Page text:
I’ll just list a bit of the chicanery and unintended consequences that populates Genesis 25:19–28:9, a veritable scriptural soap opera. To begin Rebekah, who is married to Isaac, and has had great trouble getting pregnant finally succeeds and is carrying twins. She’s not young so it’s a difficult pregnancy. She asks God why she exists (a strange question to ask when you’re worried about your pregnancy and which has caused much speculation none of which will be considered here). He replies that each of her unborn sons will found a nation and that one will be mightier than the other. He also says that the older will serve the younger. Which one will be the mightier is not specified. Esau is born just seconds before Jacob. This is the start of a really lousy, but not unprecedented, relationship. Remember the first set of brothers in Genesis.
After being cheated twice by his brother Esau leaves home and marries one of Ishmael’s daughters, Mahalath. He already has at least two other wives – Judith and Basemath. The union with Ishmael’s daughter, according to a different tradition, results in the birth of the 12 princes who found the Arab nations. So which son did God have in mind when he said one would found a mightier nation than the other? I’m sure I know which one we’re supposed to think was the more powerful progenitor, but God is often inscrutable as is his scribe Moses who according to tradition wrote down the words of the Pentateuch. Some observers trace the roots of the Arab-Israeli conflict in the Holy Land back to the split between the two brothers.
Back to Isaac. When famine struck his land he went to Gerar. When asked who Rebekah was he said she was his sister. He was carrying on the family tradition of passing his wife off as his sister out of fear for his safety. It didn’t work for his father and it is equally unsuccessful for the son.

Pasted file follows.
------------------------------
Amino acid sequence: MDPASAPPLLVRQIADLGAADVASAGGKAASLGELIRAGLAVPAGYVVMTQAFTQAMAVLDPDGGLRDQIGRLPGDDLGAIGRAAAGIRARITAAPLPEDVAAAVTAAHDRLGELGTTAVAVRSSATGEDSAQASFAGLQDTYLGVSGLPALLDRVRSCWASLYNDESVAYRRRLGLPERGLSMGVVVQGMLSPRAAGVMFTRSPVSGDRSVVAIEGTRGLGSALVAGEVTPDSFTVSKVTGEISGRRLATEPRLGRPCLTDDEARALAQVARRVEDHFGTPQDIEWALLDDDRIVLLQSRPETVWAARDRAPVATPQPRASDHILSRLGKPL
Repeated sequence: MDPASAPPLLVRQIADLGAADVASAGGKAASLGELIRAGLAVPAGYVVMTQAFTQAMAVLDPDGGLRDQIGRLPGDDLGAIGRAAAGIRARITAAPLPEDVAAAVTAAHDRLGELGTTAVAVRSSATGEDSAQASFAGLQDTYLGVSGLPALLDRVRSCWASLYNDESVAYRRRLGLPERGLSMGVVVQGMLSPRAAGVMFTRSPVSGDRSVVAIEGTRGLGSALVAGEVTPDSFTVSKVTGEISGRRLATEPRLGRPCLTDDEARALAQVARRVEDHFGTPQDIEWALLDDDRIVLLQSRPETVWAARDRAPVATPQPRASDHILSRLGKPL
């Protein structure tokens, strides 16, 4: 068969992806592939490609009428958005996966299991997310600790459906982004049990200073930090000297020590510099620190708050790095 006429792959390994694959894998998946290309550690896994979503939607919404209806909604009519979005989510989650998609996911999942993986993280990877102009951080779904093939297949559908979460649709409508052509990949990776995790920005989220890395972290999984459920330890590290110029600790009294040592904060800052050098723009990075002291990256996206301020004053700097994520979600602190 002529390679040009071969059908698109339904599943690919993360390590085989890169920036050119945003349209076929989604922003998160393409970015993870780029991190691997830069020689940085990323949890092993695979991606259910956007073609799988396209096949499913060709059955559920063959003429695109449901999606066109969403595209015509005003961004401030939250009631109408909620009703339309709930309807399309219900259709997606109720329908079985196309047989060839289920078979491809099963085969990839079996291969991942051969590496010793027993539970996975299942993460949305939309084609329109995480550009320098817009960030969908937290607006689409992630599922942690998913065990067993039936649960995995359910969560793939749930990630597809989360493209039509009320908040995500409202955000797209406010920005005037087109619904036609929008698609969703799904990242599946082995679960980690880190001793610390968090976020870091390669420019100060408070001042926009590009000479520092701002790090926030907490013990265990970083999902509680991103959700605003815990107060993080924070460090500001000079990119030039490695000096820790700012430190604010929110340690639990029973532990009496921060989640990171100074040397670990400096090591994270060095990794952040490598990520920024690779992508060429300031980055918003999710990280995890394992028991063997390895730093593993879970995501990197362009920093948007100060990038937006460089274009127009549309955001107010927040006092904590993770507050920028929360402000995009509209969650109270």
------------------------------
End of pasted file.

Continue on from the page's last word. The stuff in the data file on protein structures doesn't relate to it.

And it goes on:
Esau grows up to be a mighty hunter, but is not particularly bright. He sells his birthright to Jacob for a serving of stew. Jacob is delicate, less hirsute, and more cunning than his brother. He’s also his mother’s favorite. When Rebekah hears the dying Isaac tell Esau that he wants him to bag some game so he can have a tasty dish and then bless him before returning to dust, she tells Jacob to kill and cook two kids and then offer them to Isaac while impersonating his brother who was out hunting. This took a lot of plotting for while Isaac was blind, his first and eighth cranial nerves were intact. The plot works, perhaps with Isaac’s complicity, and Jacob gets the blessing meant for his brother.
Esau’s reaction is typical for this family. He decides to kill Jacob. Rebekah tells her favorite son to run away and stay out of sight until Esau’s anger had cooled. Obviously this strategy worked.
When Sarah, Isaac’s mother, kicked Hagar and her son Ishmael out into the wilderness, she was venting her anger against another woman’s son. Rebekah has no excuse other than for whatever unspecified reason she prefers Jacob to Esau. Many of commentators think that this explicit preference for Jacob and perhaps the implicit agreement of Isaac is recognition of Jacob’s superior leadership skills. But given Esau’s latter history such an assessment, if true, seems unjustified. I prefer to interpret this story exactly as it appears – a slice of life with all its blemishes and weakness. Human beings are that way.